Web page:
FARMERSVILLE —The Farmersville Town Board held its first meeting since its proposed wind law was struck down by the Cattaraugus County Planning Board amid about 50 wind law opponents dressed in black.
The T-shirts outlined opponents goals: A 3,000-foot setback, 450 height limit and 40 dBA sound limit. The back of the black T-shirts featured a wind turbine and read: Too Big. Too Close.
A group of eight members of a Buffalo-based operators union clad in orange work shirts stood silently at the back of the room. As one of the union members left the meeting he declined to comment.
Town attorney David DiMatteo outlined for the board the reasons the County Planning Board gave for disallowing the proposed local law: The increase in the proposed turbine height limit from 450 to 600 and the impact on the county’s rural character.
That rejection means the town board will either need a “super majority” of four members to approve the local law over the County Planning Board’s objection or start over on another local law with significant differences that would require another public hearing, DiMatteo said.
Supervisor Robert Karcher acknowledged the opposition to the proposed project, but said without a local law, the state Siting Board could vote to put windmills in the town anyway and the town would lose its host community fee.
One man replied to Karcher’s statement by saying, “It’s better to base a decision based on the constituency than fear.”
“Right now we’re working on a host agreement,” Karcher added.
“A majority of the town is against the windmills,” said town resident David Button.
“I think we have to do what’s best for the town,” Karcher replied.
“They (Siting Board) don’t have to abide by our law,” DiMatteo reminded residents. Article 10 will be the determining factor, he said.”It’s not going to be decided in this room.”
Karcher said, “If it’s too restrictive, they (state) can override it.
Ginger Schroder, a town resident and attorney representing Farmersville United said “as long as our law is reasonable” she didn’t believe the Siting Board would shove it down the town’s throat.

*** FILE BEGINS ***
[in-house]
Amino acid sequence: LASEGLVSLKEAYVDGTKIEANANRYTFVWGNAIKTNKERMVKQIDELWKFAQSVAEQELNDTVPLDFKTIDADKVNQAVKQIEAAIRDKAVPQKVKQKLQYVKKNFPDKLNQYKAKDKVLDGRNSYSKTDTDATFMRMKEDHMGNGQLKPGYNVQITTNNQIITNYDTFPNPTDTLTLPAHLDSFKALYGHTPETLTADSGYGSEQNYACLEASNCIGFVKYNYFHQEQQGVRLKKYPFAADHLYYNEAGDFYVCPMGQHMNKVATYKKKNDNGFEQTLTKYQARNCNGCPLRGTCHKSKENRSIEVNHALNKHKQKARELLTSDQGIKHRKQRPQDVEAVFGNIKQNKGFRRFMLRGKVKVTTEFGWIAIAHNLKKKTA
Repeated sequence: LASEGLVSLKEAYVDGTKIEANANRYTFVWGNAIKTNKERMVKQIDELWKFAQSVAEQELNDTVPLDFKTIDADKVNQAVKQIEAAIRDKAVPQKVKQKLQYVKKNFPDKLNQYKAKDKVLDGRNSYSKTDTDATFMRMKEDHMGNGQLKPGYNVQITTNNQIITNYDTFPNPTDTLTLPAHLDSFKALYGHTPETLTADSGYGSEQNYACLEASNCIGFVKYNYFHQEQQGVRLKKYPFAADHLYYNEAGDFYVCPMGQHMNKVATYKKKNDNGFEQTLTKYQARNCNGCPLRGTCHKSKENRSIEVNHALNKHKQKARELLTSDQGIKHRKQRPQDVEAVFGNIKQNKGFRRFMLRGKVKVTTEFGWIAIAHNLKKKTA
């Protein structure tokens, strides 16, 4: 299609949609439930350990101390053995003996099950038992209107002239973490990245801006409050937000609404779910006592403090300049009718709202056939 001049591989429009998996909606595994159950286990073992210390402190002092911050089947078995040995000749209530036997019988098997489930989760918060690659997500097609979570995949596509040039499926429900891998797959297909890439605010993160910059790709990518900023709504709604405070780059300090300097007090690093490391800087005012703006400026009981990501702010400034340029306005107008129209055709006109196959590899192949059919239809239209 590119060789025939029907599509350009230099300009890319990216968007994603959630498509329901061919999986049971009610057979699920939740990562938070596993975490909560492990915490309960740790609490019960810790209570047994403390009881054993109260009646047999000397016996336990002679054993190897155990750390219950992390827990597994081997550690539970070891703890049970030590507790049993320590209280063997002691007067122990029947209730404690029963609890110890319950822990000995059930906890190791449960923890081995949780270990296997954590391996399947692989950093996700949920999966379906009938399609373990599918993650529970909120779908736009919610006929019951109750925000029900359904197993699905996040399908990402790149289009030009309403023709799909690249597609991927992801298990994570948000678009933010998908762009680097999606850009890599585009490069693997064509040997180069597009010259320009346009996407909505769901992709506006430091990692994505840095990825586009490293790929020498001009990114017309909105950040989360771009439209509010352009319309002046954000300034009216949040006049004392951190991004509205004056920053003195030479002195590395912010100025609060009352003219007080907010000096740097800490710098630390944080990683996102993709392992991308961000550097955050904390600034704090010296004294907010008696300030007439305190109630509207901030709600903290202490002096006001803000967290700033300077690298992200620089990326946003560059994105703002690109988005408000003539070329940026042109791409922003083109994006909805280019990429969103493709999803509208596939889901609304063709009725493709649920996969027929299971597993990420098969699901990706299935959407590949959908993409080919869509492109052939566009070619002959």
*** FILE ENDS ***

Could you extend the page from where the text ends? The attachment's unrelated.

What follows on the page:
“Invenergy is nervous,” Schroder said. “Our current law will be upheld at 450 feet and they (Invenergy, the Alle-Catt developer) don’t want it.”
Schroder added: “It’s not a foregone conclusion, Rob.” She reminded him that the Cattaraugus County Legislature has asked the Industrial Development Agency not to grant tax breaks for large wind farms like Alle-Catt. The 340-megawatt project would site 117 turbines acoss 20,000 acres in Farmersville and Freedom in Allegany County, Centerville and Rushford in Allegany County and Arcade in Wyoming County.
County Legislator Donna Vickman of Farmersville said she was one of the county lawmakers who sponsored the resolution asking the IDA not to grant tax breaks to large wind projects. She said the Planning Board “decided that’s not what we want here. They want this to remain a rural county.”
Doug Thompson, a town resident whose grandparents fought the proposed Farmersville dump more than 20 years ago, said it appeared the supervisor had not read the complete Alle-Catt application.
Farmersville United president Mark Heberling referred to the 21-page deficiency letter from the New York State Board on Electric Generation and the Environment in response to the Alle-Catt application filed Dec. 18.
“Big wind does not care about our Farmersville community or helping out its residents,” Heberling said. “Only making money and lining their own pockets with it. They prove this over and over.”
Heberling said the town should look for a wind developer that would live within the town’s current wind law and its 450-foot height limit. “We want three things: 3,000-foot setbacks from property lines, No more than 40 dBA at property lines and 450-foot height limits.”
DiMatteo also reviewed a revised Code of Conduct list for the Alle-Catt project of town officials with possible conflicts of interest because of their relationship with a wind turbine leaseholder or owner of property crossed by electric collection lines, roads or other infrastructure.
Town Councilman Richard Westfall has a wind turbine lease and Councilman Richard Zink’s parents have a wind lease in neighboring Freedom and Town Clerk Bridget Homes’ family has a wind lease. These had all been previously disclosed, DiMatteo said.
Regarding the listing of the clerk and deputy clerk, Karcher said, “They’re not voting.” Karcher previously said Westfall would not be voting on the local law.
The supervisor is listed on the latest Code of Conduct on Alle-Catt’s website. Karcher’s father-in-law has a wind lease.